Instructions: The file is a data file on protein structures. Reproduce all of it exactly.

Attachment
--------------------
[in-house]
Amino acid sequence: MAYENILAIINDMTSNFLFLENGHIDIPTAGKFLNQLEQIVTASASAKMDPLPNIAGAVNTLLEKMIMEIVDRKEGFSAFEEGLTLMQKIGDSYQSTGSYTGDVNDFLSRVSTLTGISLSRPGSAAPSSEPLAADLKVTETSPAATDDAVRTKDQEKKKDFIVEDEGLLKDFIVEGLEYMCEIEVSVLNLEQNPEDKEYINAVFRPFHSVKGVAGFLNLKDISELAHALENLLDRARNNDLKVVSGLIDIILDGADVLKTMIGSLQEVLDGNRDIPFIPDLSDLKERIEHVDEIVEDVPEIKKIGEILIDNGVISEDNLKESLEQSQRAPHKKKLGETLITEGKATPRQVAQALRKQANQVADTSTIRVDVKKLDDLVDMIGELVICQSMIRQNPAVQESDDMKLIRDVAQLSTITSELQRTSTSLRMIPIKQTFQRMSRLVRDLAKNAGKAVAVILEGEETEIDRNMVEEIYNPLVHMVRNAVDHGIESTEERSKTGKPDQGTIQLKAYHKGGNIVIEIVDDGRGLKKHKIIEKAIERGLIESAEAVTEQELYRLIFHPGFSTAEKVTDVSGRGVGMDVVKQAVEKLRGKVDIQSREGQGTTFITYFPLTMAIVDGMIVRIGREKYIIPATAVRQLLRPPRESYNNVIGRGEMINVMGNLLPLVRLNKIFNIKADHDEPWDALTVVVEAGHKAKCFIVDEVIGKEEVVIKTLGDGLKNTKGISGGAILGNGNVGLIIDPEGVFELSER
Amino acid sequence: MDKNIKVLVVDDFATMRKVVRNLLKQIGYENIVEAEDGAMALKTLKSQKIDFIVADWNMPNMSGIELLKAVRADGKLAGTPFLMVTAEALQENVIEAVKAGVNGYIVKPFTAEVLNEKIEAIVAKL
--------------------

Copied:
[in-house]
Amino acid sequence: MAYENILAIINDMTSNFLFLENGHIDIPTAGKFLNQLEQIVTASASAKMDPLPNIAGAVNTLLEKMIMEIVDRKEGFSAFEEGLTLMQKIGDSYQSTGSYTGDVNDFLSRVSTLTGISLSRPGSAAPSSEPLAADLKVTETSPAATDDAVRTKDQEKKKDFIVEDEGLLKDFIVEGLEYMCEIEVSVLNLEQNPEDKEYINAVFRPFHSVKGVAGFLNLKDISELAHALENLLDRARNNDLKVVSGLIDIILDGADVLKTMIGSLQEVLDGNRDIPFIPDLSDLKERIEHVDEIVEDVPEIKKIGEILIDNGVISEDNLKESLEQSQRAPHKKKLGETLITEGKATPRQVAQALRKQANQVADTSTIRVDVKKLDDLVDMIGELVICQSMIRQNPAVQESDDMKLIRDVAQLSTITSELQRTSTSLRMIPIKQTFQRMSRLVRDLAKNAGKAVAVILEGEETEIDRNMVEEIYNPLVHMVRNAVDHGIESTEERSKTGKPDQGTIQLKAYHKGGNIVIEIVDDGRGLKKHKIIEKAIERGLIESAEAVTEQELYRLIFHPGFSTAEKVTDVSGRGVGMDVVKQAVEKLRGKVDIQSREGQGTTFITYFPLTMAIVDGMIVRIGREKYIIPATAVRQLLRPPRESYNNVIGRGEMINVMGNLLPLVRLNKIFNIKADHDEPWDALTVVVEAGHKAKCFIVDEVIGKEEVVIKTLGDGLKNTKGISGGAILGNGNVGLIIDPEGVFELSER
Amino acid sequence: MDKNIKVLVVDDFATMRKVVRNLLKQIGYENIVEAEDGAMALKTLKSQKIDFIVADWNMPNMSGIELLKAVRADGKLAGTPFLMVTAEALQENVIEAVKAGVNGYIVKPFTAEVLNEKIEAIVAKL